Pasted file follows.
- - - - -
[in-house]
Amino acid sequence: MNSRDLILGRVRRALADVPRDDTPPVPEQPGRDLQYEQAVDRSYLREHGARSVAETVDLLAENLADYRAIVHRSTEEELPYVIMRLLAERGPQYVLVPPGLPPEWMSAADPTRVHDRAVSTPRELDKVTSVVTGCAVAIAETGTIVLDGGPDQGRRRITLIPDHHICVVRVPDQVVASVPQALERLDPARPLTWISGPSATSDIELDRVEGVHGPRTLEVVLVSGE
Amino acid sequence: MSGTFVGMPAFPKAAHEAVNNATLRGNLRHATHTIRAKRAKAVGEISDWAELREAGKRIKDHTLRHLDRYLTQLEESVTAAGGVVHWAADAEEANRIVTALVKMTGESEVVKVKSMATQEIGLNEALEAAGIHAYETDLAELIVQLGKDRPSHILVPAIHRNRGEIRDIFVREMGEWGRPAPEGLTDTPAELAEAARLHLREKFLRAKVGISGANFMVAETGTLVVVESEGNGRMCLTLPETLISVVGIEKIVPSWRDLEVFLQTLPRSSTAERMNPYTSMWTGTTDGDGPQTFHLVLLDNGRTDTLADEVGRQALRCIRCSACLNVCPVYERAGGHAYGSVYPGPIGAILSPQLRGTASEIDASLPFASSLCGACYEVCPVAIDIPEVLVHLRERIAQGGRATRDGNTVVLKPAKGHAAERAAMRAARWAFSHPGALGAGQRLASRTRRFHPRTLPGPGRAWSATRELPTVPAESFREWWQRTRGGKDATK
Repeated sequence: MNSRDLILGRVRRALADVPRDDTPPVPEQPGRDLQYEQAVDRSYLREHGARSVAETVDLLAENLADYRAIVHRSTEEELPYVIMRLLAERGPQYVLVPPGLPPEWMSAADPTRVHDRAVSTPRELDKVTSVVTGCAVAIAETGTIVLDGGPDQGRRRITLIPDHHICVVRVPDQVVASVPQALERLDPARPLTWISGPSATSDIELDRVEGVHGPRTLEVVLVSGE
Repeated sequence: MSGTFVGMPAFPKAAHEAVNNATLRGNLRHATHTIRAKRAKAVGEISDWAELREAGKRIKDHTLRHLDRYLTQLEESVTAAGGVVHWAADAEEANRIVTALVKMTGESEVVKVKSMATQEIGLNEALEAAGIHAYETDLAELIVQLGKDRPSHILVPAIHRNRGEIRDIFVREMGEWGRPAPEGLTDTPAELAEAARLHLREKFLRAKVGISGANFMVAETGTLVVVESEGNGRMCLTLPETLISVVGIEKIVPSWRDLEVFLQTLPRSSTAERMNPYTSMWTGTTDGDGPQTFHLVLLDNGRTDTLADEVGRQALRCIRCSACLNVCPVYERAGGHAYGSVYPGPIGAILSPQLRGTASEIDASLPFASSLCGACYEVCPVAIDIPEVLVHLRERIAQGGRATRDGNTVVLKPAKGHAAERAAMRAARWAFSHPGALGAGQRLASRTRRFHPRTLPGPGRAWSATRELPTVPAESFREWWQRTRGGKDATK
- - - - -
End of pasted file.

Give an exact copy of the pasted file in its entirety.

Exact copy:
[in-house]
Amino acid sequence: MNSRDLILGRVRRALADVPRDDTPPVPEQPGRDLQYEQAVDRSYLREHGARSVAETVDLLAENLADYRAIVHRSTEEELPYVIMRLLAERGPQYVLVPPGLPPEWMSAADPTRVHDRAVSTPRELDKVTSVVTGCAVAIAETGTIVLDGGPDQGRRRITLIPDHHICVVRVPDQVVASVPQALERLDPARPLTWISGPSATSDIELDRVEGVHGPRTLEVVLVSGE
Amino acid sequence: MSGTFVGMPAFPKAAHEAVNNATLRGNLRHATHTIRAKRAKAVGEISDWAELREAGKRIKDHTLRHLDRYLTQLEESVTAAGGVVHWAADAEEANRIVTALVKMTGESEVVKVKSMATQEIGLNEALEAAGIHAYETDLAELIVQLGKDRPSHILVPAIHRNRGEIRDIFVREMGEWGRPAPEGLTDTPAELAEAARLHLREKFLRAKVGISGANFMVAETGTLVVVESEGNGRMCLTLPETLISVVGIEKIVPSWRDLEVFLQTLPRSSTAERMNPYTSMWTGTTDGDGPQTFHLVLLDNGRTDTLADEVGRQALRCIRCSACLNVCPVYERAGGHAYGSVYPGPIGAILSPQLRGTASEIDASLPFASSLCGACYEVCPVAIDIPEVLVHLRERIAQGGRATRDGNTVVLKPAKGHAAERAAMRAARWAFSHPGALGAGQRLASRTRRFHPRTLPGPGRAWSATRELPTVPAESFREWWQRTRGGKDATK
Repeated sequence: MNSRDLILGRVRRALADVPRDDTPPVPEQPGRDLQYEQAVDRSYLREHGARSVAETVDLLAENLADYRAIVHRSTEEELPYVIMRLLAERGPQYVLVPPGLPPEWMSAADPTRVHDRAVSTPRELDKVTSVVTGCAVAIAETGTIVLDGGPDQGRRRITLIPDHHICVVRVPDQVVASVPQALERLDPARPLTWISGPSATSDIELDRVEGVHGPRTLEVVLVSGE
Repeated sequence: MSGTFVGMPAFPKAAHEAVNNATLRGNLRHATHTIRAKRAKAVGEISDWAELREAGKRIKDHTLRHLDRYLTQLEESVTAAGGVVHWAADAEEANRIVTALVKMTGESEVVKVKSMATQEIGLNEALEAAGIHAYETDLAELIVQLGKDRPSHILVPAIHRNRGEIRDIFVREMGEWGRPAPEGLTDTPAELAEAARLHLREKFLRAKVGISGANFMVAETGTLVVVESEGNGRMCLTLPETLISVVGIEKIVPSWRDLEVFLQTLPRSSTAERMNPYTSMWTGTTDGDGPQTFHLVLLDNGRTDTLADEVGRQALRCIRCSACLNVCPVYERAGGHAYGSVYPGPIGAILSPQLRGTASEIDASLPFASSLCGACYEVCPVAIDIPEVLVHLRERIAQGGRATRDGNTVVLKPAKGHAAERAAMRAARWAFSHPGALGAGQRLASRTRRFHPRTLPGPGRAWSATRELPTVPAESFREWWQRTRGGKDATK